Having suffered horrific dental treatment as a child, I truly hated visiting the dentist. I needed my whole mouth changing which is why I never smiled.
Jason and the wonderful dental nurses allayed my fears completely. I cannot fault the time and patience Jason takes to reassure you before and during my very complicated treatment.
I can now smile for the first time! What a difference to my life Jason and the team has made.
I cannot thank everyone at the Mayhill enough for everything and like I just said for changing my life and making me smile.
I would and have recommended the Mayhill to anyone and everyone.
Elaine Parker [July 2019]
Why Top Sports People Are More Prone to Tooth Decay read more
Half elite British sportspeople suffer tooth decay and two thirds have gum disease according to new research. In the largest study of its kind published by Community Dentistry and Oral Epidemiologymore than 350 sportsmen and women from 9 GB Olympic teams, along with Team Sky, England Rugby and Reading FC underwent oral health screening.
Nearly half were found to have tooth decay and 77% had gingivitis, an early indicator of gum disease and 39% reported having bleeding gums whilst brushing their teeth, a sign of gum inflammation. Only 1.1% had excellent periodontal health.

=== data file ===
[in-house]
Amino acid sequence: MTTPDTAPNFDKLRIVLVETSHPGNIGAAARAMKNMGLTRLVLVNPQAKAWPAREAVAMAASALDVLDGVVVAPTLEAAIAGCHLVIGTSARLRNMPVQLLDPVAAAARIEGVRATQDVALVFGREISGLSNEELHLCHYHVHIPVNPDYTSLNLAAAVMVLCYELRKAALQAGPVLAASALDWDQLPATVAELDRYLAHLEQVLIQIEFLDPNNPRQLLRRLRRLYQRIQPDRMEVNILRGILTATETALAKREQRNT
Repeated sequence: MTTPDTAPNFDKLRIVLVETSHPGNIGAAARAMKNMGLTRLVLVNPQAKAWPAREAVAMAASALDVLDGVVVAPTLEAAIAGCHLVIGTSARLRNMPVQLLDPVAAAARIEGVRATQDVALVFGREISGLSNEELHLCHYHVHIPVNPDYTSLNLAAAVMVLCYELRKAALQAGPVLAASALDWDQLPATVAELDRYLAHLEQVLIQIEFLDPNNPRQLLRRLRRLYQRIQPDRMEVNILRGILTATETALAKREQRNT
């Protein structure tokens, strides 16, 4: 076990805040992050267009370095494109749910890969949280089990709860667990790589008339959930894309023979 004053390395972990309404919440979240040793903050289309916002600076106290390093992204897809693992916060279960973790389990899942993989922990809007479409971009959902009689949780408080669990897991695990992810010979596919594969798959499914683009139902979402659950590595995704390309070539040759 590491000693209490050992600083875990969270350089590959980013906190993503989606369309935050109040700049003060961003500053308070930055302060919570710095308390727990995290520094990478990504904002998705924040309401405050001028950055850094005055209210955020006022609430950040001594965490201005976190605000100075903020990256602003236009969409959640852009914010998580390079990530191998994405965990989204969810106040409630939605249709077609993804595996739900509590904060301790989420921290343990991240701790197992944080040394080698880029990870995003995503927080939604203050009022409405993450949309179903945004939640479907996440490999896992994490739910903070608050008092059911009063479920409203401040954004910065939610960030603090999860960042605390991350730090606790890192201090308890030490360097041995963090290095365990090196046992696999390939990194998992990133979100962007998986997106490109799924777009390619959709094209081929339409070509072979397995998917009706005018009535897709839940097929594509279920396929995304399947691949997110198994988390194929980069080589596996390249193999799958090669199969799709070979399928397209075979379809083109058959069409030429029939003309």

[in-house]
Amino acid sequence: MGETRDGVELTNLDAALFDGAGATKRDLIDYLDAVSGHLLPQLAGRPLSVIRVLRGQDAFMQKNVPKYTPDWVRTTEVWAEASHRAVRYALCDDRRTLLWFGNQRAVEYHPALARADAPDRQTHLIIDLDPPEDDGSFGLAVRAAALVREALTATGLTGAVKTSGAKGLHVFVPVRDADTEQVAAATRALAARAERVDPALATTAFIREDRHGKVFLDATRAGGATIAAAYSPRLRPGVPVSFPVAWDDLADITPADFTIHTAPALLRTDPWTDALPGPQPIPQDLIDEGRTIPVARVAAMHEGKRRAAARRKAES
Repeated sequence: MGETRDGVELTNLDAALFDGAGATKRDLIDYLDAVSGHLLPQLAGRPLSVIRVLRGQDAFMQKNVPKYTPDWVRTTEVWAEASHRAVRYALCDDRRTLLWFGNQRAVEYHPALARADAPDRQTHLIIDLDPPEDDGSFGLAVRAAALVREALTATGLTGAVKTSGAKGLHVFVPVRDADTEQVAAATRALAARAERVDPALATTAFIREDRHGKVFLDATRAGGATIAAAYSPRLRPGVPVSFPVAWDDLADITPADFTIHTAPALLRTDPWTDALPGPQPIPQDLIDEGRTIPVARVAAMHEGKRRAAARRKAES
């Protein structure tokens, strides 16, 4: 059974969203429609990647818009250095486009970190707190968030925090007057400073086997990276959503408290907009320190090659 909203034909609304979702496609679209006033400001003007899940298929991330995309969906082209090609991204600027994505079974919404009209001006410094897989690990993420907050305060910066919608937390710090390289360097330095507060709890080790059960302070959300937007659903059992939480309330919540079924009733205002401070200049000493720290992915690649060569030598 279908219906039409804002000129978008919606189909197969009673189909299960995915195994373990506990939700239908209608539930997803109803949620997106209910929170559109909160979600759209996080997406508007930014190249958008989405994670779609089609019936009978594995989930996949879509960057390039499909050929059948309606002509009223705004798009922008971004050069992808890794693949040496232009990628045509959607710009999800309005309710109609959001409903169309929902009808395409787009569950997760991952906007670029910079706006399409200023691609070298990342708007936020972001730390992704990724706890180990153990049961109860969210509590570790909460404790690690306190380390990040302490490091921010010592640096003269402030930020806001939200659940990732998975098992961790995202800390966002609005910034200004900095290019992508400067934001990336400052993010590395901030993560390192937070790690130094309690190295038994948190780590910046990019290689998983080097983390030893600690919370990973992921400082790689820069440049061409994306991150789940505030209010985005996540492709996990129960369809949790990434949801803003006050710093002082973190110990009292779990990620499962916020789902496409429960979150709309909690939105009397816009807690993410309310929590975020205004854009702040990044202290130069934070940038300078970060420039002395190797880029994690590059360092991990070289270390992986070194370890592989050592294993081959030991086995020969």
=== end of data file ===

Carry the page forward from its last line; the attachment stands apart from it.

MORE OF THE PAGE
A third reported that this affected their performance along with their ability to eat, relax and sleep. The odds of having tooth decay were 2.4 times greater in team sport than endurance sport. The possible causes is that nutrition in sport is heavily reliant on carbohydrate intakes which are known to increase inflammation in the body and gum tissues.
In sports there is also a lot of air flow, such as running or cycling and breathing hard can make the mouth dry so teeth lose their protective benefits of saliva and there is also evidence of lower quality saliva with intensive training. Stress can also be another cause. Some athletes report vomiting before a run as a result of pre-competition anxiety. Vomiting brings stomach acid into the mouth, leading to enamel damage. Rejuvenating sports drinks don’t seem to have much correlation with tooth decay but it is still theorised that their acidic nature creates a bad oral environment.
Ways to keep your teeth healthier as an athlete.
- Focus on a balanced diet and don’t succumb to fad diets or overloading on certain food types.
- Energy drinks and protein shakes cause a favourable environment for tooth decay. If you use these rinse your mouth with water afterwards and use sugar free gum to encourage saliva.
- If you notice you have a dry mouth consult your dentist.
- Focus on hydration.
- Use fluoride toothpaste and mouthwash.
- Brush and floss regularly.
- If you do a contact sport use protective gum shields.
It is possible to maintain your sport and oral health at peak performance. For further advice please call the Mayhill on 01600 712020 or email firstname.lastname@example.org